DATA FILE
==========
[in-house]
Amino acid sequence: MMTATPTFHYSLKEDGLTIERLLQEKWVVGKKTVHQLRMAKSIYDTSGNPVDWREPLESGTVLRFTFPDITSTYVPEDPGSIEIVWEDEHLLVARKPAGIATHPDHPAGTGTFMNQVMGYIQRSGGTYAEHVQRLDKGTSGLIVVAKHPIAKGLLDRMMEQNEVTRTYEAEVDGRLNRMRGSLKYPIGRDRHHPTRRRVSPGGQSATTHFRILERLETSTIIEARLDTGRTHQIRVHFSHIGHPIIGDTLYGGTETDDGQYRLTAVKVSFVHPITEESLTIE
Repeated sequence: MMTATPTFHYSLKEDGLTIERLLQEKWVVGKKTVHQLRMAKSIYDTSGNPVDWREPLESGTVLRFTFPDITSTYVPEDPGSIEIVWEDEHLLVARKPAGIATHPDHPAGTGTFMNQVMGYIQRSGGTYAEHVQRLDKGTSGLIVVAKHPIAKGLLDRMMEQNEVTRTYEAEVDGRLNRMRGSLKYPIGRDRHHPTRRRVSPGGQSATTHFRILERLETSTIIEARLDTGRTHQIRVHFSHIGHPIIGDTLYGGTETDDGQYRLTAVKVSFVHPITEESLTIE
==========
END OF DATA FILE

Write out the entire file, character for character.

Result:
[in-house]
Amino acid sequence: MMTATPTFHYSLKEDGLTIERLLQEKWVVGKKTVHQLRMAKSIYDTSGNPVDWREPLESGTVLRFTFPDITSTYVPEDPGSIEIVWEDEHLLVARKPAGIATHPDHPAGTGTFMNQVMGYIQRSGGTYAEHVQRLDKGTSGLIVVAKHPIAKGLLDRMMEQNEVTRTYEAEVDGRLNRMRGSLKYPIGRDRHHPTRRRVSPGGQSATTHFRILERLETSTIIEARLDTGRTHQIRVHFSHIGHPIIGDTLYGGTETDDGQYRLTAVKVSFVHPITEESLTIE
Repeated sequence: MMTATPTFHYSLKEDGLTIERLLQEKWVVGKKTVHQLRMAKSIYDTSGNPVDWREPLESGTVLRFTFPDITSTYVPEDPGSIEIVWEDEHLLVARKPAGIATHPDHPAGTGTFMNQVMGYIQRSGGTYAEHVQRLDKGTSGLIVVAKHPIAKGLLDRMMEQNEVTRTYEAEVDGRLNRMRGSLKYPIGRDRHHPTRRRVSPGGQSATTHFRILERLETSTIIEARLDTGRTHQIRVHFSHIGHPIIGDTLYGGTETDDGQYRLTAVKVSFVHPITEESLTIE